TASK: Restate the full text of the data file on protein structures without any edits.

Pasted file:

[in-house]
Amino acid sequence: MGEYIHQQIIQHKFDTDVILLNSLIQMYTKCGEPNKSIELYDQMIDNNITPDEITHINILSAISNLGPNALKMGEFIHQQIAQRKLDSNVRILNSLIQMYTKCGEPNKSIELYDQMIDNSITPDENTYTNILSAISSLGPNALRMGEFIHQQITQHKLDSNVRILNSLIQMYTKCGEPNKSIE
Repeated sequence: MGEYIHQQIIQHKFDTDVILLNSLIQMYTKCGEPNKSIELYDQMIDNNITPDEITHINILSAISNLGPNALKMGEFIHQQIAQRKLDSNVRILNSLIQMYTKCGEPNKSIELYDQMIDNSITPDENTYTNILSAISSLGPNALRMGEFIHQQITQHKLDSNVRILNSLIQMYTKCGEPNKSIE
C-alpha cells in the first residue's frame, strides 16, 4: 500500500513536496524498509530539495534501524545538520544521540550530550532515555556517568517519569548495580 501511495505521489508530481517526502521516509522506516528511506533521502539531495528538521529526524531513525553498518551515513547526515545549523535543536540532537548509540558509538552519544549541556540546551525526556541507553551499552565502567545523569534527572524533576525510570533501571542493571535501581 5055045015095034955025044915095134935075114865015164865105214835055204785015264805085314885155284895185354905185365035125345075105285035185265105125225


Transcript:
[in-house]
Amino acid sequence: MGEYIHQQIIQHKFDTDVILLNSLIQMYTKCGEPNKSIELYDQMIDNNITPDEITHINILSAISNLGPNALKMGEFIHQQIAQRKLDSNVRILNSLIQMYTKCGEPNKSIELYDQMIDNSITPDENTYTNILSAISSLGPNALRMGEFIHQQITQHKLDSNVRILNSLIQMYTKCGEPNKSIE
Repeated sequence: MGEYIHQQIIQHKFDTDVILLNSLIQMYTKCGEPNKSIELYDQMIDNNITPDEITHINILSAISNLGPNALKMGEFIHQQIAQRKLDSNVRILNSLIQMYTKCGEPNKSIELYDQMIDNSITPDENTYTNILSAISSLGPNALRMGEFIHQQITQHKLDSNVRILNSLIQMYTKCGEPNKSIE
C-alpha cells in the first residue's frame, strides 16, 4: 500500500513536496524498509530539495534501524545538520544521540550530550532515555556517568517519569548495580 501511495505521489508530481517526502521516509522506516528511506533521502539531495528538521529526524531513525553498518551515513547526515545549523535543536540532537548509540558509538552519544549541556540546551525526556541507553551499552565502567545523569534527572524533576525510570533501571542493571535501581 5055045015095034955025044915095134935075114865015164865105214835055204785015264805085314885155284895185354905185365035125345075105285035185265105125225